No scare quotes for Lerner? He isn't even a real rabbi!
1.15.2008 10:31am
Tom952 (mail):
If Obama makes it into the general election he will be hit hard on the issue of his sympathies for the Muslim point of view. If he can't distance himself from Farrakhan and Farrakhan's supporters, it will destroy his national political viability.
1.15.2008 10:31am
MDJD2B (mail):

This church calls itself "unashamedly Black". Would any candidate as a member of an "unashamedly White" church be running for president?

I have no problem with members of an ethnic group asserting solidarity and pride in their ethnicity.

It is erroneous, I think, to assert a parallelism between "Black" and "White" in American society. Blacks, African-Americans, or whatever is the appelation du jour, comprise an ethnic group like Irish, Jewish, or Greek. The "White" experience and culture is more heterogeneous; "Whites" do not share the history and cultural indicia to the same extent that African-Americans do.
1.15.2008 10:32am
DavidBernstein (mail):
I love election season, when people get so attached to their candidate of choice that they lose any objectivity about that candidate, and try to pillory anyone who raises a question about that candidate.

For those who argue that I'm implicitly accusing Obama of being a Muslim, or explicitly an anti-Semite, you've either got a fertile imagination, or you're intentionally trying to avoid the issue of whether Obama's associations are consistent with his message by distorting what I wrote.
1.15.2008 10:33am
DavidBernstein (mail):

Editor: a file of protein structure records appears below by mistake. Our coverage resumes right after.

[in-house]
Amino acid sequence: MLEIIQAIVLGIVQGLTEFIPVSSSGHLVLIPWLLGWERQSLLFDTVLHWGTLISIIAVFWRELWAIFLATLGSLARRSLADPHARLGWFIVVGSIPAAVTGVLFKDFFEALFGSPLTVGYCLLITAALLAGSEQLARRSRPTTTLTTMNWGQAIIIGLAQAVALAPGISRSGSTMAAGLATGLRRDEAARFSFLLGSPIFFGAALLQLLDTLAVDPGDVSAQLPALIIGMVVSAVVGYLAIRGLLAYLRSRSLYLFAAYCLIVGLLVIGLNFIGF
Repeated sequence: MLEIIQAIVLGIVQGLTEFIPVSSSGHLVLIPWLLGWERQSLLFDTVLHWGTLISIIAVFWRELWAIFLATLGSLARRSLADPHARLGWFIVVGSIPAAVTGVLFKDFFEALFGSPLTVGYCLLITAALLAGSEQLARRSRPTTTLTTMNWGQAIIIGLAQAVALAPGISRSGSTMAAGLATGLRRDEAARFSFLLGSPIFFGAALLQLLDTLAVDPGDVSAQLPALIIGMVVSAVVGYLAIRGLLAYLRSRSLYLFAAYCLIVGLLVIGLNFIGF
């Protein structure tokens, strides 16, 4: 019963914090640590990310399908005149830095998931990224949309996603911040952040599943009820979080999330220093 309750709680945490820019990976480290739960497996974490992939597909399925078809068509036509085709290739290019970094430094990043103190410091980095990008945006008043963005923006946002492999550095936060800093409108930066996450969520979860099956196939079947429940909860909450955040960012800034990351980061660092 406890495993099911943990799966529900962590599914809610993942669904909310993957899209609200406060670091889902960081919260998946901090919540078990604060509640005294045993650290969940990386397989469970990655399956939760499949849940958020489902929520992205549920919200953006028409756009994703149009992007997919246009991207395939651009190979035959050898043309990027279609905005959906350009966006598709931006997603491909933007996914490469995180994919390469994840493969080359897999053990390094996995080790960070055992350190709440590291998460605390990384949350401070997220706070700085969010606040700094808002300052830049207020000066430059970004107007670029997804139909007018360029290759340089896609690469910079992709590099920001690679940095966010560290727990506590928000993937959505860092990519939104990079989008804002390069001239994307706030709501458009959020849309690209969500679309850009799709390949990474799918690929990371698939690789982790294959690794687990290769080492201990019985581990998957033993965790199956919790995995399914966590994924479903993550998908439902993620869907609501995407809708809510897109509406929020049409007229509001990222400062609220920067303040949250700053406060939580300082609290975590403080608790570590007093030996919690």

Well said, Richard Aubrey.
1.15.2008 10:37am
TL James:

jukebox:
Obama must be pretty clean if the people who are afraid of him can't come up with anything better than this.


And "the people who are afraid of him" will never come up with anything that will stick precicely b/c he's black. Any attack on him must be motivated by racial animus; ergo, the attackers are racist. Obama never has to lead with the race card; all he has to do is respond with it.

It was fine for Gore's people to discuss Bush's drug and alcohol use in 2000, but god forbid anyone (even another black man, Bob Johnson) do that to Obama.
1.15.2008 10:38am
AK (mail):
This church calls itself "unashamedly Black". Would any candidate as a member of an "unashamedly White" church be running for president?

Of course not. But a parishoner of St. Patrick's, St. Anthony's, or St. Casimir's could proudly claim to belong to an Irish, Italian, or Polish church without raising an eyebrow.
1.15.2008 10:40am
Meh (mail):
Tyrone Slothrop: Of course, you don't know what Obama has said or done behind closed doors. You want him to make a public stink, notwithstanding that that's not what most people do when they disagree with decisions made within their congregation.

Most people are not running for President of the United States.
1.15.2008 10:48am
tgb1000 (mail):
I love election season, when people get so attached to their candidate of choice that they lose any objectivity about that candidate, and try to pillory anyone who raises a question about that candidate.

Hello Pot, I'd like you to meet the Kettle.
1.15.2008 10:49am
First Time Offender Doing 55 Years (mail):

Finally, it strikes me as completely fair to raise this issue, at least given the current accepted role of religion in politics in the U.S., and the widespread importance placed on tolerance.